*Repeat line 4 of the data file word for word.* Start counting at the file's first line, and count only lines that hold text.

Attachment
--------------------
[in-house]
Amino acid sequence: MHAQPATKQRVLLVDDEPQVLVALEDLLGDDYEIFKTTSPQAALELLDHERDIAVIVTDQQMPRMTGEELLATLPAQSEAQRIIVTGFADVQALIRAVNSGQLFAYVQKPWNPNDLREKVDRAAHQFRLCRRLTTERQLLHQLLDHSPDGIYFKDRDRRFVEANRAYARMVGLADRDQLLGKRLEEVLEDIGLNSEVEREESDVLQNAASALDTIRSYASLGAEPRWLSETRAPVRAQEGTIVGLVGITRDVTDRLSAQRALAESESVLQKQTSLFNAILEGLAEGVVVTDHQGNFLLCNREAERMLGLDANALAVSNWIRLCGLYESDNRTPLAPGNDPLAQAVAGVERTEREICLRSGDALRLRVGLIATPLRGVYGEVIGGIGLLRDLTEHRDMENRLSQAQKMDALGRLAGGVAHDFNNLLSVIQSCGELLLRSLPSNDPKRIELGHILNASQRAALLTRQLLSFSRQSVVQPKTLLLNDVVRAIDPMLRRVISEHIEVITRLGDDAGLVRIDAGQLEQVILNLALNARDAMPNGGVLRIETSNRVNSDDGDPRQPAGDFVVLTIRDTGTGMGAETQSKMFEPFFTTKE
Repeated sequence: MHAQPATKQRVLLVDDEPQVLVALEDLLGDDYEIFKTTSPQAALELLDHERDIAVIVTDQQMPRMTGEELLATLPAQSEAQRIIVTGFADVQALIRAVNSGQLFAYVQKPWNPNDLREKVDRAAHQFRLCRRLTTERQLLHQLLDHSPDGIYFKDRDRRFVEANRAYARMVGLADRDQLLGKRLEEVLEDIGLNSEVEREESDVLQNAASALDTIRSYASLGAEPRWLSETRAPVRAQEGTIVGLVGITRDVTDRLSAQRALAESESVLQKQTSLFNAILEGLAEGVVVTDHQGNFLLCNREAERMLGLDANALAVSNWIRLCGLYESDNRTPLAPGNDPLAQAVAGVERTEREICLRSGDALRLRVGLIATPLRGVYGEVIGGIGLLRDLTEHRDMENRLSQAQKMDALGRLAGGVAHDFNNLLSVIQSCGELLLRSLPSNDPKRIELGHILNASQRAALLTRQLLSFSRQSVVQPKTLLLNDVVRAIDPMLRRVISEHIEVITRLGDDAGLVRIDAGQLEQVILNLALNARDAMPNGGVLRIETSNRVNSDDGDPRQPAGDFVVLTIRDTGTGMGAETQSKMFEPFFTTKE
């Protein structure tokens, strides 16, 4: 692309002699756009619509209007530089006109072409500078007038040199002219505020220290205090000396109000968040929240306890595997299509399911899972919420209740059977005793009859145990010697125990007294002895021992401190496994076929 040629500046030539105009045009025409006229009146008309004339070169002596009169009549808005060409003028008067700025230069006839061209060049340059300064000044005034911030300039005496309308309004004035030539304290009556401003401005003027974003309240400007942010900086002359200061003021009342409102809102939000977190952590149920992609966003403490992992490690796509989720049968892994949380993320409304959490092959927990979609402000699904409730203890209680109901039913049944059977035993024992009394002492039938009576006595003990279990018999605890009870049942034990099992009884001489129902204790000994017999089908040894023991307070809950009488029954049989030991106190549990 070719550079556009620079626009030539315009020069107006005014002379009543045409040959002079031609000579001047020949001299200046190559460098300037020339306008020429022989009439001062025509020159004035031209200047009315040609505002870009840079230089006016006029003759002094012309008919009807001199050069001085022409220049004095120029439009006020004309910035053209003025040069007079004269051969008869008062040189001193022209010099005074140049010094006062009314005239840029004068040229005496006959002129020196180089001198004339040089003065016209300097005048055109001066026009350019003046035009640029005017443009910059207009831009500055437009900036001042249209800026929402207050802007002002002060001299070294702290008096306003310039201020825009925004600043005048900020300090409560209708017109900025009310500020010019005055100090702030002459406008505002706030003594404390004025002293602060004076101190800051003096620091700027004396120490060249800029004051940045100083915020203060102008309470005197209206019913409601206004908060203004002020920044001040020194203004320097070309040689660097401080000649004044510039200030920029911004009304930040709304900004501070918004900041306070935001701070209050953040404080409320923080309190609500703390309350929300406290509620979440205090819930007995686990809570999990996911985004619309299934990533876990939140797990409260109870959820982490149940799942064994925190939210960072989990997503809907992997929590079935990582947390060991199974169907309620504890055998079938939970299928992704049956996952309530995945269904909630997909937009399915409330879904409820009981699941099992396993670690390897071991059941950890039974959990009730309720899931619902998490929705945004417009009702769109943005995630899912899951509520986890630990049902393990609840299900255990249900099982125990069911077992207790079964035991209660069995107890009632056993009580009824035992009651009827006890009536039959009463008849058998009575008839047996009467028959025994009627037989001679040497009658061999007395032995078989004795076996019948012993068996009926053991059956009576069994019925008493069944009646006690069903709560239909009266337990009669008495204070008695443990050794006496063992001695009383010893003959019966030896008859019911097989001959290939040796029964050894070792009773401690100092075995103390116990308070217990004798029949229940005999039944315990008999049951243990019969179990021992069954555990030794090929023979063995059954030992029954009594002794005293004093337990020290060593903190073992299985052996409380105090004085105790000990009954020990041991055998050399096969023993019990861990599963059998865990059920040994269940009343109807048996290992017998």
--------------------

């Protein structure tokens, strides 16, 4: 692309002699756009619509209007530089006109072409500078007038040199002219505020220290205090000396109000968040929240306890595997299509399911899972919420209740059977005793009859145990010697125990007294002895021992401190496994076929 040629500046030539105009045009025409006229009146008309004339070169002596009169009549808005060409003028008067700025230069006839061209060049340059300064000044005034911030300039005496309308309004004035030539304290009556401003401005003027974003309240400007942010900086002359200061003021009342409102809102939000977190952590149920992609966003403490992992490690796509989720049968892994949380993320409304959490092959927990979609402000699904409730203890209680109901039913049944059977035993024992009394002492039938009576006595003990279990018999605890009870049942034990099992009884001489129902204790000994017999089908040894023991307070809950009488029954049989030991106190549990 070719550079556009620079626009030539315009020069107006005014002379009543045409040959002079031609000579001047020949001299200046190559460098300037020339306008020429022989009439001062025509020159004035031209200047009315040609505002870009840079230089006016006029003759002094012309008919009807001199050069001085022409220049004095120029439009006020004309910035053209003025040069007079004269051969008869008062040189001193022209010099005074140049010094006062009314005239840029004068040229005496006959002129020196180089001198004339040089003065016209300097005048055109001066026009350019003046035009640029005017443009910059207009831009500055437009900036001042249209800026929402207050802007002002002060001299070294702290008096306003310039201020825009925004600043005048900020300090409560209708017109900025009310500020010019005055100090702030002459406008505002706030003594404390004025002293602060004076101190800051003096620091700027004396120490060249800029004051940045100083915020203060102008309470005197209206019913409601206004908060203004002020920044001040020194203004320097070309040689660097401080000649004044510039200030920029911004009304930040709304900004501070918004900041306070935001701070209050953040404080409320923080309190609500703390309350929300406290509620979440205090819930007995686990809570999990996911985004619309299934990533876990939140797990409260109870959820982490149940799942064994925190939210960072989990997503809907992997929590079935990582947390060991199974169907309620504890055998079938939970299928992704049956996952309530995945269904909630997909937009399915409330879904409820009981699941099992396993670690390897071991059941950890039974959990009730309720899931619902998490929705945004417009009702769109943005995630899912899951509520986890630990049902393990609840299900255990249900099982125990069911077992207790079964035991209660069995107890009632056993009580009824035992009651009827006890009536039959009463008849058998009575008839047996009467028959025994009627037989001679040497009658061999007395032995078989004795076996019948012993068996009926053991059956009576069994019925008493069944009646006690069903709560239909009266337990009669008495204070008695443990050794006496063992001695009383010893003959019966030896008859019911097989001959290939040796029964050894070792009773401690100092075995103390116990308070217990004798029949229940005999039944315990008999049951243990019969179990021992069954555990030794090929023979063995059954030992029954009594002794005293004093337990020290060593903190073992299985052996409380105090004085105790000990009954020990041991055998050399096969023993019990861990599963059998865990059920040994269940009343109807048996290992017998």